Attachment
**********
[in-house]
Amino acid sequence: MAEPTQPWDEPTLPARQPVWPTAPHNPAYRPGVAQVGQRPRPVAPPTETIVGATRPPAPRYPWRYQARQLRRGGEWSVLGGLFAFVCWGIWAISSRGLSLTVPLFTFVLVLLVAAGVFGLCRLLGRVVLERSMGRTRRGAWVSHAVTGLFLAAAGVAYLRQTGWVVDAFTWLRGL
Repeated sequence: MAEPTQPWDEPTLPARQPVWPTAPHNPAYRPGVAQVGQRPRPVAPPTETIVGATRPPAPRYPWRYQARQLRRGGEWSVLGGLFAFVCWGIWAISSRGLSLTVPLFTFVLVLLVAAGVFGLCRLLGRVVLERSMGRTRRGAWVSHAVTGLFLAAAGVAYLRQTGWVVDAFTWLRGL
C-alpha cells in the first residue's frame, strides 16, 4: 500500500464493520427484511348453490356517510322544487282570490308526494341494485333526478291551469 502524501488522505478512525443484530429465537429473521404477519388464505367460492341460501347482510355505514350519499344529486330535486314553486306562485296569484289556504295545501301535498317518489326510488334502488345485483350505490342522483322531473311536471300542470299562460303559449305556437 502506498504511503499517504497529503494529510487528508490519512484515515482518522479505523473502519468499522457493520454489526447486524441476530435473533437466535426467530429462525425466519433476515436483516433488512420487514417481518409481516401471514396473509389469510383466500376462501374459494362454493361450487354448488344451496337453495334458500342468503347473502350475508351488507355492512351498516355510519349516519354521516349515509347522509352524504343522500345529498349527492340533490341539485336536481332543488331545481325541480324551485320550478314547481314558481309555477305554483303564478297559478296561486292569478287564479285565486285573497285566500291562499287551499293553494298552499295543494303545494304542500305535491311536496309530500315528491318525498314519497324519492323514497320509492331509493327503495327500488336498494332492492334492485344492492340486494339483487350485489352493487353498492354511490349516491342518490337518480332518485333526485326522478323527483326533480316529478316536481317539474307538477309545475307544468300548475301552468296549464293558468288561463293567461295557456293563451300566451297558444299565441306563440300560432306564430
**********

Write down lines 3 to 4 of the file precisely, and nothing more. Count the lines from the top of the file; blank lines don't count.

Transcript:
Repeated sequence: MAEPTQPWDEPTLPARQPVWPTAPHNPAYRPGVAQVGQRPRPVAPPTETIVGATRPPAPRYPWRYQARQLRRGGEWSVLGGLFAFVCWGIWAISSRGLSLTVPLFTFVLVLLVAAGVFGLCRLLGRVVLERSMGRTRRGAWVSHAVTGLFLAAAGVAYLRQTGWVVDAFTWLRGL
C-alpha cells in the first residue's frame, strides 16, 4: 500500500464493520427484511348453490356517510322544487282570490308526494341494485333526478291551469 502524501488522505478512525443484530429465537429473521404477519388464505367460492341460501347482510355505514350519499344529486330535486314553486306562485296569484289556504295545501301535498317518489326510488334502488345485483350505490342522483322531473311536471300542470299562460303559449305556437 502506498504511503499517504497529503494529510487528508490519512484515515482518522479505523473502519468499522457493520454489526447486524441476530435473533437466535426467530429462525425466519433476515436483516433488512420487514417481518409481516401471514396473509389469510383466500376462501374459494362454493361450487354448488344451496337453495334458500342468503347473502350475508351488507355492512351498516355510519349516519354521516349515509347522509352524504343522500345529498349527492340533490341539485336536481332543488331545481325541480324551485320550478314547481314558481309555477305554483303564478297559478296561486292569478287564479285565486285573497285566500291562499287551499293553494298552499295543494303545494304542500305535491311536496309530500315528491318525498314519497324519492323514497320509492331509493327503495327500488336498494332492492334492485344492492340486494339483487350485489352493487353498492354511490349516491342518490337518480332518485333526485326522478323527483326533480316529478316536481317539474307538477309545475307544468300548475301552468296549464293558468288561463293567461295557456293563451300566451297558444299565441306563440300560432306564430